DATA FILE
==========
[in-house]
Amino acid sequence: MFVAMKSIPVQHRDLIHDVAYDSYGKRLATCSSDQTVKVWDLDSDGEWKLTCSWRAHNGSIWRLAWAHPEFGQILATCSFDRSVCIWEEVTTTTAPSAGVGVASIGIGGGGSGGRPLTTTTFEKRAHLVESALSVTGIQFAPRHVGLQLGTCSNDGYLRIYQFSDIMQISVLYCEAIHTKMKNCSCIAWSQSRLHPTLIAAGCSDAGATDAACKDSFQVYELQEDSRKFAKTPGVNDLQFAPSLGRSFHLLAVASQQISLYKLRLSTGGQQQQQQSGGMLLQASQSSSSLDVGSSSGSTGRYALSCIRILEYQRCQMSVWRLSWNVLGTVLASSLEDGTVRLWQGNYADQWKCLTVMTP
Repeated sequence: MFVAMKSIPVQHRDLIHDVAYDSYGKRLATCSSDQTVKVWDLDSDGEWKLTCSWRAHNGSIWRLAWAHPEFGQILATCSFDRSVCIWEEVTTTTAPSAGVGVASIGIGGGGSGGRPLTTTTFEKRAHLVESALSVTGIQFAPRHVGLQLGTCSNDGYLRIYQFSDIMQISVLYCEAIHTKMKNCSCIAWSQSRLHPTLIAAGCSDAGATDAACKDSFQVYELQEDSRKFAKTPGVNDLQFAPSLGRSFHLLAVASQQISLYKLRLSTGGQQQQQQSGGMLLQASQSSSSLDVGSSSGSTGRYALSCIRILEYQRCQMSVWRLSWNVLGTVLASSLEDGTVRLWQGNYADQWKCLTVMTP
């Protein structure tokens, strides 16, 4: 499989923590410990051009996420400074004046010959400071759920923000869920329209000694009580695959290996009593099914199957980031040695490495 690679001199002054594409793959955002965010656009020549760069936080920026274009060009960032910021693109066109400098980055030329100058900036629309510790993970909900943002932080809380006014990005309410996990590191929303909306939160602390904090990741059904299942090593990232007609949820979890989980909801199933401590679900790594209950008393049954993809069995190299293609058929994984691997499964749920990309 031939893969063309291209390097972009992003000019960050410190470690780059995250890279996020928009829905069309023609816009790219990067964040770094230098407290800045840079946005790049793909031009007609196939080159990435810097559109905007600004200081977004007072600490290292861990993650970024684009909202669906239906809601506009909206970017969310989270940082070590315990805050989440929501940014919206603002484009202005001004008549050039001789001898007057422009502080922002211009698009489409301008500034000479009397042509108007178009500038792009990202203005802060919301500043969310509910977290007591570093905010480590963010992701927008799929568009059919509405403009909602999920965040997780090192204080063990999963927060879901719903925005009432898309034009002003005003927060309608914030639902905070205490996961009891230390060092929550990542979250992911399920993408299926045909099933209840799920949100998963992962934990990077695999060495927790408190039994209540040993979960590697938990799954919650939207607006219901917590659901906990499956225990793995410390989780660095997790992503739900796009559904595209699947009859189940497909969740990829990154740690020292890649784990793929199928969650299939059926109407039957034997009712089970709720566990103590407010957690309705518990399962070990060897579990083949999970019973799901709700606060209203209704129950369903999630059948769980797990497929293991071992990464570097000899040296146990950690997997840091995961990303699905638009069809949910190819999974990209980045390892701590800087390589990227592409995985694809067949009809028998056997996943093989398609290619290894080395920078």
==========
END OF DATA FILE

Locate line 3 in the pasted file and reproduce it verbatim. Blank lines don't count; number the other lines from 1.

Repeated sequence: MFVAMKSIPVQHRDLIHDVAYDSYGKRLATCSSDQTVKVWDLDSDGEWKLTCSWRAHNGSIWRLAWAHPEFGQILATCSFDRSVCIWEEVTTTTAPSAGVGVASIGIGGGGSGGRPLTTTTFEKRAHLVESALSVTGIQFAPRHVGLQLGTCSNDGYLRIYQFSDIMQISVLYCEAIHTKMKNCSCIAWSQSRLHPTLIAAGCSDAGATDAACKDSFQVYELQEDSRKFAKTPGVNDLQFAPSLGRSFHLLAVASQQISLYKLRLSTGGQQQQQQSGGMLLQASQSSSSLDVGSSSGSTGRYALSCIRILEYQRCQMSVWRLSWNVLGTVLASSLEDGTVRLWQGNYADQWKCLTVMTP